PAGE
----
Posts Tagged ‘Avondale Presbyterian Church – Charlotte NC

25
Jul
19

7.25.19 … “Love still takes the risk of birth.“

“Solvitur Ambulando” – It is solved by walking, Avondale Presbyterian Church – Charlotte NC, 2019 Labyrinth Walks:

I tried, but failed. I left a big pile of gray hair on the floor at the hairdresser … but still it’s not really short. My friend called me a “chicken.”

So afterwards, I moved on to a favorite labyrinth. As I approached with my McDonald’s lunch and book, I saw the labyrinth was weedy and looked scorched.

I heard multiple “caws,” and looked up to see a murder of crows flying overhead. Yes, really that is one of several names for a group of crows.

When Rachel Held Evans died recently, I realized that I had never read anything by her. I searched on the Internet and reserved several of her books at the library, including a Madeline L’Engle book entitled “And It Was Good: Reflections on Beginnings,“ which contained a forward by Rachel Held Evans. In five short pages, I think I got a very nice introduction to Rachel Held Evans, and I quickly realized that I have very similar thoughts and musings about the author Madeleine L’Engle. Here are a few quotes from Evans’ Forward:

“Love still takes the risk of birth.“

“The young writer, who might as well be any of us who long from time to time to call up St. Madeline and ask the very same thing, pressed once more: ”’I just need to be sure you believe what you say in your books.‘“

“I do. ‘ God help me, I do. Even when I don’t, I do.“

“I believe all of these things, at least most of the time.

And thanks St. Madeline, even when I don’t, I do.“

And then I was distracted. Just like my last walk here, I saw a high school boy, this one a carrot top in a boot, sneaking back into the woods behind the columbarium … he wasn’t there long, before he returned to the waiting dark colored Jeep. I’m not sure what is back there, but an educated guess is weed. I had kids, so I get it, but what I hate is that this made me uncomfortable in a sacred space. I didn’t feel unsafe, just uncomfortable. So if you have kids, tell them to respect spaces … to keep them safe and sacred.

When I got home, I found a note from a friend whose daughter had just had a boy to tag along behind her three older sisters. “Love still takes the risk of birth.“

7.25.19

22
Jun
19

6.22.19 … And I walked … most noticeable was the shortness of my shadow …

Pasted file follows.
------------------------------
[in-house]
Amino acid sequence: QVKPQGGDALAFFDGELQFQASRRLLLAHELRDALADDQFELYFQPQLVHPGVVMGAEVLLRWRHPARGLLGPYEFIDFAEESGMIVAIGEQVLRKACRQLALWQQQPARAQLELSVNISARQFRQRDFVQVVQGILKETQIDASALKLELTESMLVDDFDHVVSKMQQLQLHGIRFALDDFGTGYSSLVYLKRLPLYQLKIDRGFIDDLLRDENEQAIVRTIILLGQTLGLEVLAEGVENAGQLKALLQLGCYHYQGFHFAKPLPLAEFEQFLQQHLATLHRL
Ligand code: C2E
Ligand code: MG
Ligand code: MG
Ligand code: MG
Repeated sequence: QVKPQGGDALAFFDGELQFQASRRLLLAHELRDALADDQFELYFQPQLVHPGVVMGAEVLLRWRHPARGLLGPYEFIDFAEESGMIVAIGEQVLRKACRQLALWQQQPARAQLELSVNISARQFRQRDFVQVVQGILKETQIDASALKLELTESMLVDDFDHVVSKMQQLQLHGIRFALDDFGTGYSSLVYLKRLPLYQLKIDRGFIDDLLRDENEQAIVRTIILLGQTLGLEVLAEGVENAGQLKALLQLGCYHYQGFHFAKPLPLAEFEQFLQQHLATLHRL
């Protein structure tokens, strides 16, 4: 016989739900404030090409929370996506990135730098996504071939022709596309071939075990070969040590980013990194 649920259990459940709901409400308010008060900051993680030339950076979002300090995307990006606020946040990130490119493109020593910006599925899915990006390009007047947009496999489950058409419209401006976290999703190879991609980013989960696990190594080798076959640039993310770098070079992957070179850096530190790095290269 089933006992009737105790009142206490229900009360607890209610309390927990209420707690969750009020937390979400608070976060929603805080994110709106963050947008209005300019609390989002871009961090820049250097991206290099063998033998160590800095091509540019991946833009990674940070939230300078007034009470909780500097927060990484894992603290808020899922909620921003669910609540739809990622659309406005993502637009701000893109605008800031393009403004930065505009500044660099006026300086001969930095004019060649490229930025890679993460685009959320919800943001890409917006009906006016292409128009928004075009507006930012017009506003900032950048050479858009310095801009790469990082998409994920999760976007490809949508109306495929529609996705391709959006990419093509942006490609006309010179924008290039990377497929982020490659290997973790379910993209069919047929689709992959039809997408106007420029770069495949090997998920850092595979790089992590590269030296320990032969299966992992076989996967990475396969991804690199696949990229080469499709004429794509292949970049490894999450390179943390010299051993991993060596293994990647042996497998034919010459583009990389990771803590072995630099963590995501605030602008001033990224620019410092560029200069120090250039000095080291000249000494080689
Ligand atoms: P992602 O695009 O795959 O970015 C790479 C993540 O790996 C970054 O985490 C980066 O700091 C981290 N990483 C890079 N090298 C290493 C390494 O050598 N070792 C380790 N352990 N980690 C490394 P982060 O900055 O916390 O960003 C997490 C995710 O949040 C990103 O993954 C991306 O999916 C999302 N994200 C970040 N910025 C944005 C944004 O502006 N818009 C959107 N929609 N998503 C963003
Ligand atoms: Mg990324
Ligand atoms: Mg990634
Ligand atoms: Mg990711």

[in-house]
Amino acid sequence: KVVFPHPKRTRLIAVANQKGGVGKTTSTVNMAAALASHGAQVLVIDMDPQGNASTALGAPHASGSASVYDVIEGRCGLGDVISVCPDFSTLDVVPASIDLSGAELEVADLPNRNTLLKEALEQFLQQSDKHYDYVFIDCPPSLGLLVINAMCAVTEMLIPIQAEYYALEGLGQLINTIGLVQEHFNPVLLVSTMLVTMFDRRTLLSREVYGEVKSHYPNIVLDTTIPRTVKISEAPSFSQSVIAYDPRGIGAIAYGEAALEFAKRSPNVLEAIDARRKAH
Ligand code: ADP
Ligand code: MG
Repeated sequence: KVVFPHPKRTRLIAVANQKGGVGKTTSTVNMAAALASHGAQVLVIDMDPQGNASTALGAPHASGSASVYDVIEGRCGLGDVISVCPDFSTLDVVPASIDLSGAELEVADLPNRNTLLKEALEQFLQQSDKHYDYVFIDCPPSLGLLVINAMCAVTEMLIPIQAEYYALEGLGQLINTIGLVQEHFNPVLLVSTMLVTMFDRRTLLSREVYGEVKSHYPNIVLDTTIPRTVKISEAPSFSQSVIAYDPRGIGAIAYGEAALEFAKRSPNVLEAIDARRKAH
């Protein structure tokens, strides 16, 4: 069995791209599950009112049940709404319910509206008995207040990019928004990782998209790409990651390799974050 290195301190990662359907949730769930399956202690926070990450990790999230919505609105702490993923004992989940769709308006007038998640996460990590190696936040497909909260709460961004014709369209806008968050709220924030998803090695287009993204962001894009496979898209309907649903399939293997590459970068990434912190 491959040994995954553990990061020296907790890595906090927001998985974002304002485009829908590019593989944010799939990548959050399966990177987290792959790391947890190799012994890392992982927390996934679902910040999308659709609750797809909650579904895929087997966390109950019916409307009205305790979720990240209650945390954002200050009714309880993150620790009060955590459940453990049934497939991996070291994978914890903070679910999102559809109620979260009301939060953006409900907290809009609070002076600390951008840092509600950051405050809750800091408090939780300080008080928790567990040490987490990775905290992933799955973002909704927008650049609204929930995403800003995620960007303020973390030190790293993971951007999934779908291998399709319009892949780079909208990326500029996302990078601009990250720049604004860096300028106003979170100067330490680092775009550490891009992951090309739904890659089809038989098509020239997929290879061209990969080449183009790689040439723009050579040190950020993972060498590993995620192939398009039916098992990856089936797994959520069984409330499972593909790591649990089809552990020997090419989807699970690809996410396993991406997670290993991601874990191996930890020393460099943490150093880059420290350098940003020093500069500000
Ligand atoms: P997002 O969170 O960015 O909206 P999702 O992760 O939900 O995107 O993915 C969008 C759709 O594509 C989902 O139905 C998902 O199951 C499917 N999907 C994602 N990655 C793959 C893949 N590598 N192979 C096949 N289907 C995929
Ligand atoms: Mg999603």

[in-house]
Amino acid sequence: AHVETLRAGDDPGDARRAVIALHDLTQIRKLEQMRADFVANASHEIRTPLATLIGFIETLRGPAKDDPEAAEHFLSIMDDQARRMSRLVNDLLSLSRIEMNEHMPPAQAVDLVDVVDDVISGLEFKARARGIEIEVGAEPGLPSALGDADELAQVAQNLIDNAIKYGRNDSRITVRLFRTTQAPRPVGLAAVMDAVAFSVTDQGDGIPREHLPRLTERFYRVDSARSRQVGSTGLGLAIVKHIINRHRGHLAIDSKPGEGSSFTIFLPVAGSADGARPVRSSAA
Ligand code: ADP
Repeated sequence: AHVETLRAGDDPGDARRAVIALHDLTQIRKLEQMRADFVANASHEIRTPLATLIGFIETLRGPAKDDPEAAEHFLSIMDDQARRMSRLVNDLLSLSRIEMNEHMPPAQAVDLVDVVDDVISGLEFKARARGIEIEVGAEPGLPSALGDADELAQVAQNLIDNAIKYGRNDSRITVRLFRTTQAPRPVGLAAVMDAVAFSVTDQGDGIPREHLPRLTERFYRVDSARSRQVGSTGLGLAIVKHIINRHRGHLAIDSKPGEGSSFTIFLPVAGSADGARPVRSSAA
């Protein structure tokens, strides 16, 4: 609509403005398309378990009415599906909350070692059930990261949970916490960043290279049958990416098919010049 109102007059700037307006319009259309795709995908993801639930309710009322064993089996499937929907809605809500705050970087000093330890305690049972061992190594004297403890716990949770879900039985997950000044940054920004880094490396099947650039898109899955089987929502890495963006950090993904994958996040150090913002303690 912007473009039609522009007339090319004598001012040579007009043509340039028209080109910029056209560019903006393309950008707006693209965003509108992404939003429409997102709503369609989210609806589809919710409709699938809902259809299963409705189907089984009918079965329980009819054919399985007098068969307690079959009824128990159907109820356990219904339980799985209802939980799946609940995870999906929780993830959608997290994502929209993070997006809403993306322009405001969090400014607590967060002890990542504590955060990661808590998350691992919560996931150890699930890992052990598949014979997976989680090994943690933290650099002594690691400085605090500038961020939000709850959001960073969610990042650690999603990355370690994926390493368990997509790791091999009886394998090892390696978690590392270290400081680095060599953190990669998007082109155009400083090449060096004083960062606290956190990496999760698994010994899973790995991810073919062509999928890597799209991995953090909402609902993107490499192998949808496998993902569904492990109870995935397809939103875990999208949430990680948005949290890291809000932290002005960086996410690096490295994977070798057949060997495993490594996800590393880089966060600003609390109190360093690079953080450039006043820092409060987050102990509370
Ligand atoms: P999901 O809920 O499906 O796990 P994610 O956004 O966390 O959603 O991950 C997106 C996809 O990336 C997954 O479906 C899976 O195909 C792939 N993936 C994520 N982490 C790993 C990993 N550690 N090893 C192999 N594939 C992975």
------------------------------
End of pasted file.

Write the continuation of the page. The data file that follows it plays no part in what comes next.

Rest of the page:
“Solvitur Ambulando” – It is solved by walking, Avondale Presbyterian Church – Charlotte NC, 2019 Labyrinth Walks, Summer Solstice:

I am technically a day late, but I was in transit. So I knew I would walk today and honor the arrival of summer.

As I entered the sacred garden, a group of four teenagers, all boys, walked to the far corner corner of the garden and went into the woods…

I sat on one of the benches at the side of the labyrinth and read my new library book, Jennifer Robson‘s, “Moonlight over Paris.“

After about 20 minutes, the group of boys walked out and seem startled to see me sitting and watching them. My guess: they were up to no good.

The heat was intense. And so I again missed the huge oak tree that was here for so many years. I realize that in another year or two, there will be no evidence of its former glory and many will never remember it existed.

The birds were singing and the chimes were ringing, and I heard the rushing water in the fountain at the columbarium. Where at first I was distracted by the presence of the boys in their hideaway, the peace and sacredness was now restored.

And I walked … most noticeable was the shortness of my shadow.

After my walk, I ventured into the woods. It was no surprise to find empty cases of beer, but I also found a secret circle … maybe for scouts or Indian guide gatherings.

“Do you always watch for the longest day of the year and then miss it? I always watch for the longest day of the year and then miss it.”

– F. Scott Fitzgerald, The Great Gatsby

Happy summer to you all.

6.22.19

19
Apr
19

4.19.19 … still …

“Solvitur Ambulando” – It is solved by walking, 2019 Lenten Labyrinth Walks (40/40), Avondale Presbyterian Church – Charlotte NC:

Thursday night I went to First Presbyterian’s Maundy Thursday Tenebrae Service and on Good Friday I attended MPUMC’s Good Friday service. They were similar and I ended Good Friday in a somber mood.

For my 40th walk, I chose to return to Avondale. It was Good Friday late afternoon and a wicked storm was brewing. Because of the weather, i knew it might be a quick walk.

I entered the sacred garden and the chimes were ringing wildly in the wind. The water was flowing. The dogwoods which were glorious just the other day had been defrocked by the storm today. And the weeds were winning.

I walked between storms. I raced around the labyrinth knowing that another storm was brewing.

I know I mentioned the other day that everything was at its peak… Well the strange weather today, this strange storm, has knocked the blooms off the dogwood trees and the azaleas.

As I walked I contemplated this Jan Richardson post:

For you, for this Good Friday—this day that asks us to bear witness to what is breaking. May we not turn away.

STILL

A Blessing for Good Friday

This day

let all stand still

in silence,

in sorrow.

Sun and moon

be still.

Earth

be still.

Still

the waters.

Still

the wind.

Let the ground

gape in stunned

lamentation.

Let it weep